When the time comes to leave the cia, what's a spy to do? Two decades ago, Milt Bearden ran a covert war for the U.S. government, delivering Stinger missiles to the mujahideen battling the Soviets in Afghanistan. But when I met the tall, big-boned Texan for lunch last spring, he was fretting about Julia Roberts' pregnancy and how it would affect a post-production shoot in an Afghan refugee camp re-created in the desert near Los Angeles.
Roberts stars in Charlie Wilson's War, which hit theaters in December. An adaptation of George Crile's book by the same name, with a screenplay by West Wing creator Aaron Sorkin and Tom Hanks in the title role, the film recounts how playboy congressman Charlie Wilson helped engineer the CIA war in Afghanistan. Bearden worked as a consultant on the film, in the process retracing much of his own career. "Morocco's High Atlas Mountains are ideal for replicating Afghanistan," Bearden mused over lunch at the Ritz-Carlton Tysons Corner, just down the road from cia headquarters. "But we had some freakishly high winds destroy the refugee camp we had beautifully laid out," thus the reshoot in California. Director Mike Nichols picked his brain, he says, on everything from what a particular room, uniform, or ashtray should look like to how tribal Afghans would have washed their dead.
In the past, says one former Agency official, "Hollywood never cared about getting anything right" in its spy flicks. Now, Bearden and other ex-spooks are in demand among directors who, in the wake of 9/11, are once again obsessed with the cia. Last summer Langley even created its own Hollywood liaison position; the Agency declined requests for an interview, but sources say its outreach has focused on good-for-recruiting action flicks such as The Sum of All Fears rather than the morally ambiguous narratives created by alumni like Robert Baer, whose memoir was the basis for the Academy Award-winning Syriana.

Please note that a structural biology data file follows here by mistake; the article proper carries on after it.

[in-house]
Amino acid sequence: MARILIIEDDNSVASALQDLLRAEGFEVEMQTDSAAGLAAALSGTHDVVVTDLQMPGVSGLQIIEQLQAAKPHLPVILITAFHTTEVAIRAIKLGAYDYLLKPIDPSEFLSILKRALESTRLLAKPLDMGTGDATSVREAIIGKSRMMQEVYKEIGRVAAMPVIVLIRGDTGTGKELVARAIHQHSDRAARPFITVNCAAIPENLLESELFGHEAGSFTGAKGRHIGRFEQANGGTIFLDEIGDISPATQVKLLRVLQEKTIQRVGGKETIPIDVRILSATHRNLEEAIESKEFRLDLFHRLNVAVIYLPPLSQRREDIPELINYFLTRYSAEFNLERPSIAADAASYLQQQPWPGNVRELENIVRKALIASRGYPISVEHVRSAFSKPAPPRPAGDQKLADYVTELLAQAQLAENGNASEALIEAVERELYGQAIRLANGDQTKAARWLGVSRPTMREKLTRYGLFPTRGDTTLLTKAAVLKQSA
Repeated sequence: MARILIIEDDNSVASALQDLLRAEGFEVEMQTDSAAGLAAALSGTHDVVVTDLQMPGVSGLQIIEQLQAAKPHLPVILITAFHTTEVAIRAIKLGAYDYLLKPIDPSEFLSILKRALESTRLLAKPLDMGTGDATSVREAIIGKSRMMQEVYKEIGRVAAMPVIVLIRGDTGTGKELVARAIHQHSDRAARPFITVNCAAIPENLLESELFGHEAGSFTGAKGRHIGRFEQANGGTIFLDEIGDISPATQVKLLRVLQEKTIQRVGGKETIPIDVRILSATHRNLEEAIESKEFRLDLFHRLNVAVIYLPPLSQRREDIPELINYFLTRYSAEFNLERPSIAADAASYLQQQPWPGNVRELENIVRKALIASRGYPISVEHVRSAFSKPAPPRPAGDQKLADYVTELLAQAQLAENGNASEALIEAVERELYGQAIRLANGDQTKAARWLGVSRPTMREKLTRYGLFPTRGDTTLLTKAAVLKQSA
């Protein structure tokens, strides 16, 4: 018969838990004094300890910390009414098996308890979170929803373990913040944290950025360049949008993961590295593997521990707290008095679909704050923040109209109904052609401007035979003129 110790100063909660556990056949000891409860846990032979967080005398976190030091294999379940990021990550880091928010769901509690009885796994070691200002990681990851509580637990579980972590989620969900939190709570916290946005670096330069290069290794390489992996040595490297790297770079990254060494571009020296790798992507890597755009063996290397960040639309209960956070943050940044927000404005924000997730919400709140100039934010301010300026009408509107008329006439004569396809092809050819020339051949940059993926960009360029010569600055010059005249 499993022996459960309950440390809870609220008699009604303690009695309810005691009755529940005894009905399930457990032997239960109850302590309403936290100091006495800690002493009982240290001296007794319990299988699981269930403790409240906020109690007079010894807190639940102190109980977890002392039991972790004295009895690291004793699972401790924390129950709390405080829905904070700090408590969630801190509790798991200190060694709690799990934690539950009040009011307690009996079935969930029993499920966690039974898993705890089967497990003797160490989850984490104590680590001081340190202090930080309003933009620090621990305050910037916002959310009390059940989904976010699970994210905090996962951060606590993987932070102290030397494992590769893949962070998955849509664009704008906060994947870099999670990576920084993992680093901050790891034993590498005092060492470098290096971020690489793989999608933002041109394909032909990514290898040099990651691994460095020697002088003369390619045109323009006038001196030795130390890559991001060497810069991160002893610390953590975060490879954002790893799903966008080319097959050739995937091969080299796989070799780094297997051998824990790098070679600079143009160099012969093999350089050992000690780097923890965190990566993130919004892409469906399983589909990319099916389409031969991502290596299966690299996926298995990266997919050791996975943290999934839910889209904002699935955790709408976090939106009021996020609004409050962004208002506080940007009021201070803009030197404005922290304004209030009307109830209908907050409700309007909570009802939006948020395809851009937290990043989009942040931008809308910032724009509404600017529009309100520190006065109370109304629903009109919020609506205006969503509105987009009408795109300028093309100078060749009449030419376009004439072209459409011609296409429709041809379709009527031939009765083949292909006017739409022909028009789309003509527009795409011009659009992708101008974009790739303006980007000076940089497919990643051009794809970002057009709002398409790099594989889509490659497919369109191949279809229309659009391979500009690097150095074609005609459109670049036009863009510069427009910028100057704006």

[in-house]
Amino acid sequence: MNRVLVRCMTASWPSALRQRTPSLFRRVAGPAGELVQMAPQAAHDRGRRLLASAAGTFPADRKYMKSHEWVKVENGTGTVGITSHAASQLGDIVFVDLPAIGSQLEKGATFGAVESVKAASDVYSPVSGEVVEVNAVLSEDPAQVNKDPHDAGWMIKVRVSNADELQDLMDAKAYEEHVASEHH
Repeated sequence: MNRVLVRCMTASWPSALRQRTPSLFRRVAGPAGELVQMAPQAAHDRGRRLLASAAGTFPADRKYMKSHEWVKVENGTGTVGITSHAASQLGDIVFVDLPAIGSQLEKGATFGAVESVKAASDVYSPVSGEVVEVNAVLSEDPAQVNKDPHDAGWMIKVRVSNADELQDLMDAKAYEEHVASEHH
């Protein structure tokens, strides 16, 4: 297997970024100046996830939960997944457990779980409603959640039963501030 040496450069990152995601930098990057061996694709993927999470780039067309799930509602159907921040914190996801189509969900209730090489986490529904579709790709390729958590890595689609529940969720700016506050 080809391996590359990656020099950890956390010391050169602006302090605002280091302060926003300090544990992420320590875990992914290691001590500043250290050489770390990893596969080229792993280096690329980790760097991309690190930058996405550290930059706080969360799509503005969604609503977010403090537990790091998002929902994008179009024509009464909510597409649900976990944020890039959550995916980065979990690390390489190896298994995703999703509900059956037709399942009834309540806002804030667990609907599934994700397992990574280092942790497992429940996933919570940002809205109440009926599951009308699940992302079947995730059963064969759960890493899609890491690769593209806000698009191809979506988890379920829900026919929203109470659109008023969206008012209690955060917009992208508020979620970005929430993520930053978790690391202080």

Bearden's own career at the cia spanned from the Kennedy era to the Clinton administration, culminating with a top post in the Soviet/Eastern Europe division of the Agency's clandestine service; he also served as station chief in Pakistan and Germany. "Here's my job description from 1986 to 1989," Bearden says. "Channel weapons and training to the Afghan resistance so they may kill enough troops from the Soviet army to force Moscow to withdraw." Former cia director Bill Casey gave him a billion dollars a year (with the Saudis kicking in half), he says, "and I bought the real deal: antiaircraft Stinger missiles. That was one of the luckiest jobs in my life. We started clobbering the Russians, just hammered them, until they declared they're out of there." What of the fact that some of the Islamist recipients ended up giving shelter to Al Qaeda? "Charlie Wilson's War will put aside the notion that because we did that, we had 9/11," Bearden insists. (Perhaps—though the book ends with Charlie Wilson on his terrace the night of 9/11, watching the Pentagon burn.)
Bearden—who is on the advisory board of a group, Conflicts Forum, that encourages dialogue with Islamist political groups shunned by official Washington such as Hamas and Hezbollah—is less charitable about the Bush administration's foreign policy, and especially its breezy declaration of a casus belli against Iran based on Tehran's alleged support for insurgents. "We changed the rules," he fumes. "We are ready to attack Iran for doing what we did in Afghanistan."